White avens (Geum canadense)

Black-eyed Susans (Rudbeckia serotina)

Common milkweed (Asclepias syriaca) with a shy bumblebee

Mountain mint (Pycnanthemum spp.), which has a heavenly scent reminiscent of peppermint when crushed

Almost ripe! (Rubus spp.)

In the wet meadow

Nodding Wild Onion (Allium cernuum)

 Red Clover (Trifolium pratense), a ubiquitous non-native species, offering nectar to a native bee

Our neighbor, whose driveway bisects the meadow, maintains apple trees (Malus spp.) that delight the deer (and hikers) later in the season.

Two non-natives, neither benign - a Japanese beetle (Popillia japonica) on porcelainberry (Ampelopsis brevipedunculata)

And, last but not least (for the meadow), a New England Aster (Aster novae-angliae) blooming at least two months early!

In the woodlands, the squirrels have harvested the fruit from the spring ephemeral Mayapple (Podophyllum peltatum), and the plants are declining.

Spicebush berries (Lindera benzoin) continue to develop.  They'll turn red in late summer, and birds migrating southward will quickly pick the shrubs clean of the lipid-rich fruit.

Beech Springs, with skunk cabbage (Symplocarpus foetidus) looking a bit worse for wear.

A Pileated Woodpecker continues its excavations.  The hole beneath the neat rectangle is new this month.

Tuliptree flowers (Liriodendron tulipifera) are maturing into seed clusters...

...that blow into the meadows, become established, and advance natural succession.

Tuesday, June 19, 2012

Iron Mountain

Kali and I have been out of town for nearly three weeks, and I haven't had a chance to post during that time.  Over the next few weeks, I'll prepare a series of posts about our visits to special natural areas, though Kali and I were also traveling for business, to address family matters, and to investigate potential retirement locations. 

Our first stop was San Diego, California, where we visited my father (who is in hospice care with congenital heart failure), Kali's mom (who moved from my brother-in-law's house to assisted care just three days before we arrived), and where Kali attended a professional conference.  On one of Kali's conference days, my brother-in-law, Patrick, and I hiked the Iron Mountain Trail in central San Diego County, ascending about 1,000 feet over a distance of about 1.5 miles.  The Iron Mountain Trail is very popular, and we were joined by many other hikers along the way even on a weekday.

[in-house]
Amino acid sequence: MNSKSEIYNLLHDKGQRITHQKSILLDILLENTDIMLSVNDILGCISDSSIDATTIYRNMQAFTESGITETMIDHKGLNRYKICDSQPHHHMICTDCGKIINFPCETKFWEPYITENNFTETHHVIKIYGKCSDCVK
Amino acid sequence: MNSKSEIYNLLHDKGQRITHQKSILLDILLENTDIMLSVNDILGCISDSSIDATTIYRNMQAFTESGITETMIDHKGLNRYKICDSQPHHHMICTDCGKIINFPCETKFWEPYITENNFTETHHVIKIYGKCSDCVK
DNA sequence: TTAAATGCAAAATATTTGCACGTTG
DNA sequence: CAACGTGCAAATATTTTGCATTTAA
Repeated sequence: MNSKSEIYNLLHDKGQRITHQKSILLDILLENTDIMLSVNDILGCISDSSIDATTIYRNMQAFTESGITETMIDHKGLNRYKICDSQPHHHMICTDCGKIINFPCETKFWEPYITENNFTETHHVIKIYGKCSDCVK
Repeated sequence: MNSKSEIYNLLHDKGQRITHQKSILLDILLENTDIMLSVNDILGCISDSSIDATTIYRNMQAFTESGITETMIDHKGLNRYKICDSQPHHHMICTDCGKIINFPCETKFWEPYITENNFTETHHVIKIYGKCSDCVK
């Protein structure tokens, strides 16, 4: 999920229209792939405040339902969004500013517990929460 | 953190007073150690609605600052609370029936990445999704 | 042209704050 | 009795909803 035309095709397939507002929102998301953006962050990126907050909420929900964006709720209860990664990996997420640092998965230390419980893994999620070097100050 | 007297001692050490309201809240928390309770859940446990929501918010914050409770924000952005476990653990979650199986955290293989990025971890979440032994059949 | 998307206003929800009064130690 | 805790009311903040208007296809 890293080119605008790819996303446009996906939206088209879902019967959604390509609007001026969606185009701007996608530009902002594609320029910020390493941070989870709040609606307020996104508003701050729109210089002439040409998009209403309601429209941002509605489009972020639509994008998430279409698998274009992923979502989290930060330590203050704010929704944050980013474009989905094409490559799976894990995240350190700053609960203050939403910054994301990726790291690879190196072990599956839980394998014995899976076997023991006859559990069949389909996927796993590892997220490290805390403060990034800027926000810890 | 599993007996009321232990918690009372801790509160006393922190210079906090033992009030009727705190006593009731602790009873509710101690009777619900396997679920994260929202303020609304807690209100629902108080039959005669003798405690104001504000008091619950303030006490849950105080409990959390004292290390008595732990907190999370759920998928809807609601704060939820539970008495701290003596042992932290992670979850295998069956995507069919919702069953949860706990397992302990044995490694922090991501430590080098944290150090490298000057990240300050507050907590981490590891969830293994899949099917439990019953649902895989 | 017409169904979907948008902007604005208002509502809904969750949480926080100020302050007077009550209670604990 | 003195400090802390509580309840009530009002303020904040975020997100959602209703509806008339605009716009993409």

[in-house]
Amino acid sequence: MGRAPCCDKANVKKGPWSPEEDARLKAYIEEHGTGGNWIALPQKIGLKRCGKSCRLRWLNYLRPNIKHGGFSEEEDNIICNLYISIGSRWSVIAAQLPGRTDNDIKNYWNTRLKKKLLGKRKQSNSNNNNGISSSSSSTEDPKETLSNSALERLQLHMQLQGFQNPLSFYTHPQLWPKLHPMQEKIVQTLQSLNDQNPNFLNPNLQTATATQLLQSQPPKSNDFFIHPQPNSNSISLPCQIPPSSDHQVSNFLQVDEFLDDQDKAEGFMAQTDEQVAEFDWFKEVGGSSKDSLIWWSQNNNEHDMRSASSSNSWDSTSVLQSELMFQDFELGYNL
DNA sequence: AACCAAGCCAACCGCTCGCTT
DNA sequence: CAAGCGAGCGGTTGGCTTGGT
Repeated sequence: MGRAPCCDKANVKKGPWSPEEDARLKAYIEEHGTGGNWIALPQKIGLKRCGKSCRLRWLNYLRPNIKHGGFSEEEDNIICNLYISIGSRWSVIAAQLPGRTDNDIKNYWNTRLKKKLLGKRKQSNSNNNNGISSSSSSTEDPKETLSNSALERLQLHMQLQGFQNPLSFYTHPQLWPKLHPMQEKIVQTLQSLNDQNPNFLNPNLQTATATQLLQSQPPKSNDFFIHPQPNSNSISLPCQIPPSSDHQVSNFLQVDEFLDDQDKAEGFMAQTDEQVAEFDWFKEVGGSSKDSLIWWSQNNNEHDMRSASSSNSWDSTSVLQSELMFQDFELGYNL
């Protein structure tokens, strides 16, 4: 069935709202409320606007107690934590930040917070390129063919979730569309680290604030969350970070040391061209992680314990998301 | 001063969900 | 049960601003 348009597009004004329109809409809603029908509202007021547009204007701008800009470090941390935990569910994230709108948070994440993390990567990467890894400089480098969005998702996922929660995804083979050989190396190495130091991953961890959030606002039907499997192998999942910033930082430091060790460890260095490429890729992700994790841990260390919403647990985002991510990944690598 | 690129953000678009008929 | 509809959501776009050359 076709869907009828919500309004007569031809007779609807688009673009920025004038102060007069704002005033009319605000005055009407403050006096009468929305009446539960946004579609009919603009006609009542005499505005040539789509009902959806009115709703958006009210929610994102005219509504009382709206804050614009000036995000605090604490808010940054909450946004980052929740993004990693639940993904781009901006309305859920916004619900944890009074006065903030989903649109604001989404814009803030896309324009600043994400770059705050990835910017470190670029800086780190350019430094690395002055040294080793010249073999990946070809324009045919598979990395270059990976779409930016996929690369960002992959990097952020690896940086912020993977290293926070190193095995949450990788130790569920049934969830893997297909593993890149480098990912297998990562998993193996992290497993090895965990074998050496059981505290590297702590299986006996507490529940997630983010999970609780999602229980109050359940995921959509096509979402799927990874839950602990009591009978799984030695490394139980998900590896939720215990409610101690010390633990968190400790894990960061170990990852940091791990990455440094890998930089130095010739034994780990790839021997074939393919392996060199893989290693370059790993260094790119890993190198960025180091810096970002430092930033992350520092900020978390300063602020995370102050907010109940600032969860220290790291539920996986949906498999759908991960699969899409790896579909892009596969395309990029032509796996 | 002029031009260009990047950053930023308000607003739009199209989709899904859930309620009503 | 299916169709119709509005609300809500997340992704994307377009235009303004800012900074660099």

At the Iron Mountain trailhead

 Wildflowers on the gentle lower slope

This image, looking westward toward the Pacific Ocean (which is not visible through the haze in the background), was taken about one-third of the way to the summit.  Patrick and I had just climbed up through the canyon on the right side of the image.  The canyon contains the remnants of small exploratory excavations for very low assay iron ore, hence the mountain's name.  Though it was only about 11 a.m., we were already very hot, sweaty, and breathless by the time we reached this point. 
Patrick under "attack" by a large weevil

Split rock with flowers

Wildflowers were blooming profusely all along the route.  However, since I only visit San Diego, on average,  less than once per year, I haven't yet invested in a wildflower guide to the chaparral and oak scrub habitats of southern California.  We'll just have to enjoy the images of the flowers unidentified.

Nearing the rocky summit

Resting at the summit, with a view to the south

The view (westward) from the summit, with a crow preparing for a landing

Location of Iron Mountain (about 25 miles northeast of central San Diego)